Less audible artillery will rumble across the Space Coast on Tuesday as a result of the SpaceX Falcon 9 rocket launch and landing at Cape Canaveral Space Force Station.
After 2:56 p.m., leaving Launch Complex 40, the rocket’s 162-foot booster detaches from the second stage of the payload, flips around and initiates an automated landing to nearby Landing Zone 1. side by side Even if it flew at a high altitude Hundreds of thousands of feet above the surface of the earth The booster taps down from the start just 5 1/2 miles.
For a long time, residents and spectators alike were amazed by the sound of the sonic boom. The last time the Falcon 9 booster returned to the Cape to land in space was in December. The mission carried the National Reconnaissance Office’s data into low-Earth orbit.
A sonic boom occurs when an aircraft or rocket approaches the speed of sound barrier during acceleration or deceleration. The Falcon 9’s boom was not heard during takeoff due to altitude. But the Falcon 9’s lift boom was built over the spikes as it fired its Merlin engines to slow down.
“It is possible that residents of Brevard, Orange, Osceola, Indian River, Seminole, Volusia, Polk, St. Lucie and Okeechobee counties may hear at least one sonic boom during landing,” SpaceX said in a statement. Warning on Monday “But what residents get will depend on weather and other conditions.”
Falcon 9 Sonic Boom on Landing
Bottom up, the Falcon 9 generates three sonic booms during the fall: first the Merlin’s main engine, then the black landing leg. And finally, a titanium grid was found to be used to steer rockets. Although some spectators near the landing platform might be able to hit two or all three booms. But most will only hear a single rumbling once they reach the location.
Even if it’s loud enough to shake the window and startle the audience. but the results of the study This includes some studies written by NASA and Air Force researchers have shown that sonic booms are not dangerous.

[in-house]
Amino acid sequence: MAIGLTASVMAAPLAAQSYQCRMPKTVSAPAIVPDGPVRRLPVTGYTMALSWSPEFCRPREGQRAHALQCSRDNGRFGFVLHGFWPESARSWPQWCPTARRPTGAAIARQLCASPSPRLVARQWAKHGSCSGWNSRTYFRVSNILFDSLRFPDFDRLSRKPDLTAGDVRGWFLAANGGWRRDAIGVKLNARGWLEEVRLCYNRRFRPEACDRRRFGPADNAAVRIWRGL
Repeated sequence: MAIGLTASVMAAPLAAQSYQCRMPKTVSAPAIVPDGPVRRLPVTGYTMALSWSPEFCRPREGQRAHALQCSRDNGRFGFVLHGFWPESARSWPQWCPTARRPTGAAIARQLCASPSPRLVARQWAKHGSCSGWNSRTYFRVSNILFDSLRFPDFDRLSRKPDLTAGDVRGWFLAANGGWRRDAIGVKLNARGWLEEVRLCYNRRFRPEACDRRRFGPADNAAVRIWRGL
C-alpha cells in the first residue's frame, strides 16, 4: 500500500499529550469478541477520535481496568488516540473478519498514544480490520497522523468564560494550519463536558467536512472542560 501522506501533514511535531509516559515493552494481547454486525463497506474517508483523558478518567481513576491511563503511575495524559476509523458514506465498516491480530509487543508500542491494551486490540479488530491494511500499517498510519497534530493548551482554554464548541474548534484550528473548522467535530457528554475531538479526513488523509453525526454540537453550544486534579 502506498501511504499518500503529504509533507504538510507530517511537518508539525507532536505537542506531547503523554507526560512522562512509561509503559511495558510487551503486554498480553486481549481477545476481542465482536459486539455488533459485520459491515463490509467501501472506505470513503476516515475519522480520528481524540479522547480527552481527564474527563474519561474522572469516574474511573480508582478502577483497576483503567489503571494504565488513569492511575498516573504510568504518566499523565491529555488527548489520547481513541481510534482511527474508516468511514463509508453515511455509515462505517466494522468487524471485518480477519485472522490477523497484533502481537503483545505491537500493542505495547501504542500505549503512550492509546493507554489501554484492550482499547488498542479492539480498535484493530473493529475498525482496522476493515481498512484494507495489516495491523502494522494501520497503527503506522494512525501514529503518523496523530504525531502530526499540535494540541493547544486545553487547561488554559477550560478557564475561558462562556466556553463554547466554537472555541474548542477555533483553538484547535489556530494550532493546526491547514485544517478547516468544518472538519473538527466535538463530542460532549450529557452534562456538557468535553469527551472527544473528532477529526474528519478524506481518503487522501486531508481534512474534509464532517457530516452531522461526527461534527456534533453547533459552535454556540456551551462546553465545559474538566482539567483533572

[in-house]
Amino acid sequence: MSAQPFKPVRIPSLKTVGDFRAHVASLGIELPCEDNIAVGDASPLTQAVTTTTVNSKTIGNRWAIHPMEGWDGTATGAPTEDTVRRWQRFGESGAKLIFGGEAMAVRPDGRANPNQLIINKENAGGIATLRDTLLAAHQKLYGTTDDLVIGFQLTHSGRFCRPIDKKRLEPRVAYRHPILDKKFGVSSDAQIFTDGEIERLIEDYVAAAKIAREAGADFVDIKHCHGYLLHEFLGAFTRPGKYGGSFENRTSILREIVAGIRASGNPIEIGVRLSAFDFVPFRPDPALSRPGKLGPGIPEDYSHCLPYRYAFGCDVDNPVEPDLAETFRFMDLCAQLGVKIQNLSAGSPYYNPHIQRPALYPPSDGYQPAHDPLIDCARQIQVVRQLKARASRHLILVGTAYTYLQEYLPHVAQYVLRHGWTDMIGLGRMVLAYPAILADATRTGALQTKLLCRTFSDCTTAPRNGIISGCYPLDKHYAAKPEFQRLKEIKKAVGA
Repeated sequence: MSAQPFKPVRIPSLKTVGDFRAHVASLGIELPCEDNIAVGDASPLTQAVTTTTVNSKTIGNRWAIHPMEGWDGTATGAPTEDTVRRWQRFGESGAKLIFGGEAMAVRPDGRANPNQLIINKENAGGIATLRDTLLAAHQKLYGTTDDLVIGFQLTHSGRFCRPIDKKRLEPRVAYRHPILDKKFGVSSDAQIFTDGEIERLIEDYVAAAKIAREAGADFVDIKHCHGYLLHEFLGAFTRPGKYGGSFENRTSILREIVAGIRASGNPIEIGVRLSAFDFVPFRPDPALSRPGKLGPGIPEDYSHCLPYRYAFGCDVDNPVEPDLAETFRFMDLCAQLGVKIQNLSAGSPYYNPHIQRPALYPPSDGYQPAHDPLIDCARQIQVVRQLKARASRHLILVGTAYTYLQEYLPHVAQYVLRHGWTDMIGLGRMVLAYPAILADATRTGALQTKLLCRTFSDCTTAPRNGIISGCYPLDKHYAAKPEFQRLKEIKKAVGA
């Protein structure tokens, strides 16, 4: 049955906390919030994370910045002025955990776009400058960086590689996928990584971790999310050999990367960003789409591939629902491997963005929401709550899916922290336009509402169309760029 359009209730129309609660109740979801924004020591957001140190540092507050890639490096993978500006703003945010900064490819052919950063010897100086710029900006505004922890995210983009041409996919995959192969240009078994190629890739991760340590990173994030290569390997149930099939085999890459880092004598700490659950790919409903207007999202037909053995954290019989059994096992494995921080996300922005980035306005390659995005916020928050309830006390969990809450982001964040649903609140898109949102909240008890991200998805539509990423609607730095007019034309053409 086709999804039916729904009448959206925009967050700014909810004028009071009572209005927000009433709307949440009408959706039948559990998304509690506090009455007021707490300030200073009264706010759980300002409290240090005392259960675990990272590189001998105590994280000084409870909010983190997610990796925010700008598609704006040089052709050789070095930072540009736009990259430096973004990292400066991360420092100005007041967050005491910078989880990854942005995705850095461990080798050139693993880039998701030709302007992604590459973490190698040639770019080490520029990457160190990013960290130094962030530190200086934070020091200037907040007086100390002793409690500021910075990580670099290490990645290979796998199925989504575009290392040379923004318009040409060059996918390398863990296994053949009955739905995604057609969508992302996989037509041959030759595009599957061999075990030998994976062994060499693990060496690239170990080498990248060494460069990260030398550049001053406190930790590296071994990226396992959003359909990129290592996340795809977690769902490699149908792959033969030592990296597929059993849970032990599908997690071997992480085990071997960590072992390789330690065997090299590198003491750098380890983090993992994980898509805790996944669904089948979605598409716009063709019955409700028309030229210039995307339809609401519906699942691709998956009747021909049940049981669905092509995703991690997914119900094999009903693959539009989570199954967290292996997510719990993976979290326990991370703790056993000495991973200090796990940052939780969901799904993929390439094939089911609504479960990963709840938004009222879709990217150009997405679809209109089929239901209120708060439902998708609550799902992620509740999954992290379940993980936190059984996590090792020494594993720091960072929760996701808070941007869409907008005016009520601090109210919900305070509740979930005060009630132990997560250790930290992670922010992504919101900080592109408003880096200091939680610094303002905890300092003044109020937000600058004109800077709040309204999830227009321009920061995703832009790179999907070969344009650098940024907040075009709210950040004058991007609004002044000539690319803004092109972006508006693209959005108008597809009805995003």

Booms were once ubiquitous on the Space Coast. Shuttle returns break through the sound barrier as they approach the former Space Center’s Kennedy Space Center. It produced a boom that could be heard as far as the west coast of Florida.
on tuesday Only two vehicles created a sonic boom during its descent: the Falcon 9 and X-37B, a secret Boeing aircraft operated by Space Force that orbited low Earth each time. Hearing an unscheduled boom is often a sign that the X-37B has returned to the SLF, now called the Launch and Landing Facility.
Tuesday will see SpaceX complete its second Transporter mission, a service that allows many organizations to split launch costs by flying a small spacecraft into a Falcon 9 cargo plane. with 143 spacecraft, while Tuesday’s launch will include a total of 88 payloads.
In the Transporter-2 mission Flight paths may be visible in South Florida.
Transporter-2 There is another option in store for Florida: Unlike most missions that fly northeast or directly east over the Atlantic, the Falcon 9 will rapidly gimbal its engines after launch and turn south in trajectory. known as sun synchronous if the conditions are clear enough. The rocket launch will be visible to residents of South Florida.
The weather, meanwhile, should “go” 80% for an eight-minute lift, according to the Space Force.
“Tuesday should continue with favorable conditions at the port with heavy rain in the morning. But the afternoon rotation will remain largely inland,” Space Launch Delta 45 forecasters said Monday. “The main concern is cumulus and anvil cloud rules related to thunderstorm activity in the country.”
For the latest information, please visit floridatoday.com/launchschedule.
Contact Emre Kelly on Twitter at @EmreKelly.